New Hampshire: Beyond Black & White

Black Heritage Trail of New Hampshire
2019-2020 Elinor Williams Hooker Expanded Tea Talk Series
Keene State College
Young Student Center
Mountain View Room
229 Main Street
Keene, New Hampshire 03435
Sunday, 2019-11-10, 14:00 EST

Contact information:
JerriAnne Boggis, Executive Director
603-570-8469

Panelists: David Watters, Darrell Hucks, & (TBA)
Moderator: Dottie Morris

Moving beyond rigid racial identities, this talk will explore the contemporary as well as historic intersection between Black and Indigenous communities, the presence of “passing” mixed race individuals, and the most recent immigrant experience within a New England context. These complex interactions, connections conflicts, experiences, and resistant efforts of Black, white and multi-racial citizens will be explored through scholarly research and an analysis of the film Lost Boundaries.

For more information, click here.

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The Tale of Hollywood’s Most Curious Career Imposter

Posted in Articles, Arts, Biography, History, Media Archive, Passing, United States on 2019-09-01 02:44Z by Steven

The Tale of Hollywood’s Most Curious Career Imposter

Messy Nessy: Cabinet of Chic Curiosities
2019-07-11

Francky Knapp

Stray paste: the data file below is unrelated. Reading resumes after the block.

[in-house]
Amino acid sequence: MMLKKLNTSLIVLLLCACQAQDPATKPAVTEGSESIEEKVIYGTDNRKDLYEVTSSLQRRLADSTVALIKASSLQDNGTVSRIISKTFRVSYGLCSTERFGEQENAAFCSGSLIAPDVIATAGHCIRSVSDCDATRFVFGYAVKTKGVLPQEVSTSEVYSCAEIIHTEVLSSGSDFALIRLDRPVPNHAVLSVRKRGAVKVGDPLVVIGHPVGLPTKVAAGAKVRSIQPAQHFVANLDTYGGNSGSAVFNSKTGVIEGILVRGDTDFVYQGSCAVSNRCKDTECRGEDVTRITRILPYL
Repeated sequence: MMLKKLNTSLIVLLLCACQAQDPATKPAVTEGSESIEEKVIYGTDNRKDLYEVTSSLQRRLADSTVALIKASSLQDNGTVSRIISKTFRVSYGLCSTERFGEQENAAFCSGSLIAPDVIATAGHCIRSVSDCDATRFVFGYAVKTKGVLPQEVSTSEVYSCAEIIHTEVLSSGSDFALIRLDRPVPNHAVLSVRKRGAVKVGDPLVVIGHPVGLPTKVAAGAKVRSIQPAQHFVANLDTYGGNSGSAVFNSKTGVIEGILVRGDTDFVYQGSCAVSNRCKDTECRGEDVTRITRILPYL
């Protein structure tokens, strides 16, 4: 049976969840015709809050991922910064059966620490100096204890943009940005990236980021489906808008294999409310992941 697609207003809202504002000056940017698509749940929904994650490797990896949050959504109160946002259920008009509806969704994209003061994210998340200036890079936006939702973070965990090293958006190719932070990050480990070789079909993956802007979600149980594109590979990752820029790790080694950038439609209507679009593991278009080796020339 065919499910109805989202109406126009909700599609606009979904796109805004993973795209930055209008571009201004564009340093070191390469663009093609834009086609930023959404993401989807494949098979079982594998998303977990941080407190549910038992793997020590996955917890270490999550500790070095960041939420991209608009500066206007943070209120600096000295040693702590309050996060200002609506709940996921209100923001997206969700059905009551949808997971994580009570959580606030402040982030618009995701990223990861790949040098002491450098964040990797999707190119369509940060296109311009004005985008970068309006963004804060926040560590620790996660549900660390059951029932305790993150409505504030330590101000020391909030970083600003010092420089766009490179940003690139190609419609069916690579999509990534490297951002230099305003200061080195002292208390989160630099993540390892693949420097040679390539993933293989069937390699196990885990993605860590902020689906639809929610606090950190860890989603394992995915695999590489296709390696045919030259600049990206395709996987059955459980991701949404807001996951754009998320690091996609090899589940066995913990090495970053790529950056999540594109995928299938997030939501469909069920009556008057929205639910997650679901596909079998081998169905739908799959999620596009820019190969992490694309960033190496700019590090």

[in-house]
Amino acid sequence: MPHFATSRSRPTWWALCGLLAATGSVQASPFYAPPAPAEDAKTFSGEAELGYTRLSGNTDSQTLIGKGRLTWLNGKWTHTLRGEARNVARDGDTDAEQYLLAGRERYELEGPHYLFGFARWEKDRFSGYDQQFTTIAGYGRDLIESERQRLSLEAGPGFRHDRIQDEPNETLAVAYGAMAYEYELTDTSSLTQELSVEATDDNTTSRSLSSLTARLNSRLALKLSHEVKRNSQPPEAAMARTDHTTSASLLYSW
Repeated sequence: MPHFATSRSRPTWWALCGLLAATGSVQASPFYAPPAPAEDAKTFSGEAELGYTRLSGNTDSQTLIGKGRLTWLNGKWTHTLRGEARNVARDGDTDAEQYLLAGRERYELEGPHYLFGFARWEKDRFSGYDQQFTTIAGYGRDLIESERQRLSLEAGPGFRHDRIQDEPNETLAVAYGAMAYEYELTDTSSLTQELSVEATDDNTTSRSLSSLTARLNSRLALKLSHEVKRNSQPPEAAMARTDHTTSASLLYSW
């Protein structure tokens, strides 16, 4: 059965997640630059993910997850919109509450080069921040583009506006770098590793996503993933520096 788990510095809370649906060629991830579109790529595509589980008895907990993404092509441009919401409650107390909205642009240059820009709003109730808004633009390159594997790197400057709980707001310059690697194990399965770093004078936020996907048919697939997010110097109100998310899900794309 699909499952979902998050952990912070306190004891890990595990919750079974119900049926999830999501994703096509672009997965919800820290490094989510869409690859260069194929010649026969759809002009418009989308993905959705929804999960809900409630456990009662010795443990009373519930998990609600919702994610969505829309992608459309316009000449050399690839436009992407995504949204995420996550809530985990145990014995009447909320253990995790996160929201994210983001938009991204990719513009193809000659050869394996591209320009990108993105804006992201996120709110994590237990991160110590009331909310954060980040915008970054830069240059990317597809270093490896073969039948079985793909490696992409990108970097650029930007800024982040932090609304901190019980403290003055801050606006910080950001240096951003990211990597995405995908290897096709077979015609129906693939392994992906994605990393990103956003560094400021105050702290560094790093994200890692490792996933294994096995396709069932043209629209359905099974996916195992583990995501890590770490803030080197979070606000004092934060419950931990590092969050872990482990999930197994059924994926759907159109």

Korla Pandit (John Roland Redd)

Sex sells, and it sells even better with a dash of mystery. For every housewife in mid-century America, the enigmatic charm of Indian performer Korla Pandit was the ticket to getting weak in the knees before the kids came home from school. In the 15 minutes allotted to The Korla Pandit Program, the performer brought a scintillating new rhythm to suburbia’s ho-hum beat. Every week, he’d grace the small screen and play the sultry sounds of Miserlou with a coy smile, wearing a bejewelled turban, and flashing those soul-searching bedroom eyes. It was all part of his schtick, of course, and one of the most strangest in Hollywood history, given that Pandit wasn’t Indian, but African American. Today, the persona he created opens up a dialogue about race, fame, and surprising flexibility of truth…

Korla Pandit (John Roland Redd) as a child

Read the entire article here.